Wynne Gray

Wynne Gray is a Herald columnist

All Blacks: Scrum craft moving in the right direction, says Rowntree

While opinion fluctuates about England's firepower for the All Black series, both scrum coaches are in unison about their area of expertise.

They agreed something had to be done to fix that setpiece and believe the sequence of refereeing commands and altered techniques have created a much stronger contest.

England scrum coach Graham Rowntree felt his squad was more comfortable with the changes which his All Black opposite Mike Cron helped promote.

"They needed to do something," said Rowntree, "and I actually like the new scrum engagement. I like the close proximity and if you don't want to scrum it is very obvious early in the process."

The England assistant prefers to solve problems at live scrum sessions which England have achieved with their squad before their reinforcements arrive tomorrow.

Both sides competing at Eden Park on Saturday had positive attitudes towards their scrum work. That part of rugby was a real craft which rewarded players who understood the technical elements of their job and were able to implement that.

Rowntree is the only member of the touring group with a badge of victory in New Zealand after playing in the 15-13 victory in awful conditions at Wellington in 2003. He was part of the front row and six-man scrum that repelled the All Blacks after Lawrence Dallaglio and Neil Back were sinbinned.

That had been a special night in his career and he was educating the current group in that sort of self-belief. Much of rugby was about facing adversity and dealing with those challenges.

"Cheers," said Rowntree in mock salute to his teammates who got the yellow cards.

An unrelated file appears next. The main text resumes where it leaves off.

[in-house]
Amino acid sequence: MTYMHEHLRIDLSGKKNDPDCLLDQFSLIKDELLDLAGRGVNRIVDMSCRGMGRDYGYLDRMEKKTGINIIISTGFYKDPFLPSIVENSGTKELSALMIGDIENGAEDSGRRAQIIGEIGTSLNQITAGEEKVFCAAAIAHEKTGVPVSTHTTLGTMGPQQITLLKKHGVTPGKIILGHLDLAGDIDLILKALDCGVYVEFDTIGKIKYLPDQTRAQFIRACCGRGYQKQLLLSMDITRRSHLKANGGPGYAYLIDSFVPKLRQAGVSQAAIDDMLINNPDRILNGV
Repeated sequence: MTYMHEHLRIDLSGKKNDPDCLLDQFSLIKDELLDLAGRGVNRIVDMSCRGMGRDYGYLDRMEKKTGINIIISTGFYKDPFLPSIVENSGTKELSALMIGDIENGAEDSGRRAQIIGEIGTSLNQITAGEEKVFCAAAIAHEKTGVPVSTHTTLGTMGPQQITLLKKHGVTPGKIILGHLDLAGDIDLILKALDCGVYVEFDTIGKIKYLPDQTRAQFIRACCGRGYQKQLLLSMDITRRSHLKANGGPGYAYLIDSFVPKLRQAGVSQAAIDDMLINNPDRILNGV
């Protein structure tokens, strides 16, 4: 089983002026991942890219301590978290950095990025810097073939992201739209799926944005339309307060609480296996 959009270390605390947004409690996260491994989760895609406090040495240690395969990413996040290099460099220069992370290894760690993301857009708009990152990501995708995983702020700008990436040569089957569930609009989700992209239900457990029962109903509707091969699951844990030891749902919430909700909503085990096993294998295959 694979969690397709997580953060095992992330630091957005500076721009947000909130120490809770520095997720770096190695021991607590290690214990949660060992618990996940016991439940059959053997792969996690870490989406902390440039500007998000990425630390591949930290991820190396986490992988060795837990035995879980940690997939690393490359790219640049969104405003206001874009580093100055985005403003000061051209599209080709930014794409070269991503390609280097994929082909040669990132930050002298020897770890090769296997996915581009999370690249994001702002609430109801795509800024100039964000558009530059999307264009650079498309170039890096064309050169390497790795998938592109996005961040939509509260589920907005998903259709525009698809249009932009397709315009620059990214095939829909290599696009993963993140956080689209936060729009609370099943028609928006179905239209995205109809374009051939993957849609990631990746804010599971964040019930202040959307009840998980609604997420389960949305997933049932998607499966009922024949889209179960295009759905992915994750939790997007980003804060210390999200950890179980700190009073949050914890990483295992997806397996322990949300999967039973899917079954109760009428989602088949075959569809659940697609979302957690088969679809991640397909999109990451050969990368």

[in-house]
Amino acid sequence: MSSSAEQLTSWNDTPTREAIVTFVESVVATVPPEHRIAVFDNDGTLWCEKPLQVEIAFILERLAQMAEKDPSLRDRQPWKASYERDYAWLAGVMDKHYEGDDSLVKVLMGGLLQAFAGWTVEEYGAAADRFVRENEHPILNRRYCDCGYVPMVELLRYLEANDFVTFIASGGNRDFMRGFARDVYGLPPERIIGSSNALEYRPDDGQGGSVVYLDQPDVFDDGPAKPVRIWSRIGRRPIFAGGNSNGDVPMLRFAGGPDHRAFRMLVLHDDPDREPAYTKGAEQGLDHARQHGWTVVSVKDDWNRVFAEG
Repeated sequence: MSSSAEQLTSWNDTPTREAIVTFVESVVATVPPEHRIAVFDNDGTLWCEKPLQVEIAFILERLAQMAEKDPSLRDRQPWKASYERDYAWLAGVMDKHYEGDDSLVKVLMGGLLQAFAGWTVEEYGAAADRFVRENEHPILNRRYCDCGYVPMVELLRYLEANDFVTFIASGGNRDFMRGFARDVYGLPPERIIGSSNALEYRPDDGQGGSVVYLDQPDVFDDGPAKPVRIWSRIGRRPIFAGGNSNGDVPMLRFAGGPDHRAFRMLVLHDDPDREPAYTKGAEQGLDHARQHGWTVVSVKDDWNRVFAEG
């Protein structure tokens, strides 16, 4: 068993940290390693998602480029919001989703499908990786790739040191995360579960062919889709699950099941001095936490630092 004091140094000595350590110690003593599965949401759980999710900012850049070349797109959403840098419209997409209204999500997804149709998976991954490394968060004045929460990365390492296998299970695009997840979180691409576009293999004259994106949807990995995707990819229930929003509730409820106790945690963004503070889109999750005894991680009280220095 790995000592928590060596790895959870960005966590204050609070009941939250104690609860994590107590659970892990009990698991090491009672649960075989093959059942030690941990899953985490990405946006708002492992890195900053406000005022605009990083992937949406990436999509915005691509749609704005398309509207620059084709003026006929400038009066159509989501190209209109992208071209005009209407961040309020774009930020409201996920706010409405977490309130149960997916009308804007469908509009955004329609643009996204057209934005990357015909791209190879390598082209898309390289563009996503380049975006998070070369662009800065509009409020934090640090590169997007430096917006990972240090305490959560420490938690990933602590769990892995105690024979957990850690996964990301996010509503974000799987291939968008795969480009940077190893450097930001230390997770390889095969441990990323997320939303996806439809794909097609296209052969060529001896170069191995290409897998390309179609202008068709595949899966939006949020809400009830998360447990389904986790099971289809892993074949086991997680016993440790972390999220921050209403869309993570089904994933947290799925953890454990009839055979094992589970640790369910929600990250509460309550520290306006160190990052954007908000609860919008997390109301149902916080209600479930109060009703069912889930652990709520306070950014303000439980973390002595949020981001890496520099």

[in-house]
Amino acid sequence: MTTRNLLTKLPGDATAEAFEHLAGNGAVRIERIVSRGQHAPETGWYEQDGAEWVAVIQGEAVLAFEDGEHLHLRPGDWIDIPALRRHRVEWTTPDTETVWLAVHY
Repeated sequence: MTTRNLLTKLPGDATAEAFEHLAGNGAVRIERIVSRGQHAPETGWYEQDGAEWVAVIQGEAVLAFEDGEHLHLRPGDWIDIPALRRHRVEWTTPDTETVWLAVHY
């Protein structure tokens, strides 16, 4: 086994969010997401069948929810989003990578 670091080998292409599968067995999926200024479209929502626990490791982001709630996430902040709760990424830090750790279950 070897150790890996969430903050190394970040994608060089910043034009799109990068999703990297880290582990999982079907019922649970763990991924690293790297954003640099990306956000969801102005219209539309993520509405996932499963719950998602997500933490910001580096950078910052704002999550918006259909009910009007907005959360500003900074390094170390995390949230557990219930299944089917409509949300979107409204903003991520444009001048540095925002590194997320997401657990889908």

England's senior tighthead prop David Wilson said scrums had become a pushing contest with less scope to cheat or bail out of the contests. Large strong packs survived better.

"The strongest teams that push the hardest keep getting results," he said.

Rowntree said his forwards were good, keen young men who were up for the challenge of delivering a result to compare with 2003. Most had been involved in England's robust progress in the last few seasons. Confidence was high and their assurance was growing too.

There was a fine line, said Wilson, between respect and deference in the world of international rugby. Belief was a strong psychological weapon in test warfare and the squad was thriving on that challenge.

Starting a test against the All Blacks had been his dream since he was a teenager with several matches off the bench his best tilt so far.

Injury to props like Dan Cole, Alex Corbisiero and cup ties for hooker Dylan Hartley and lock Courtney Lawes have taken some tight five seniority out of England but for Rowntree, that meant an opportunity for others.

The team culture was primed to reward players who took those chances and were able to express themselves.

"We want that. They are all talented good young players. Expectation is on our own game," said Rowntree.

They had worked hard bolting players on to the England systems and they had enough to do without getting overawed by the All Blacks.

- NZ Herald

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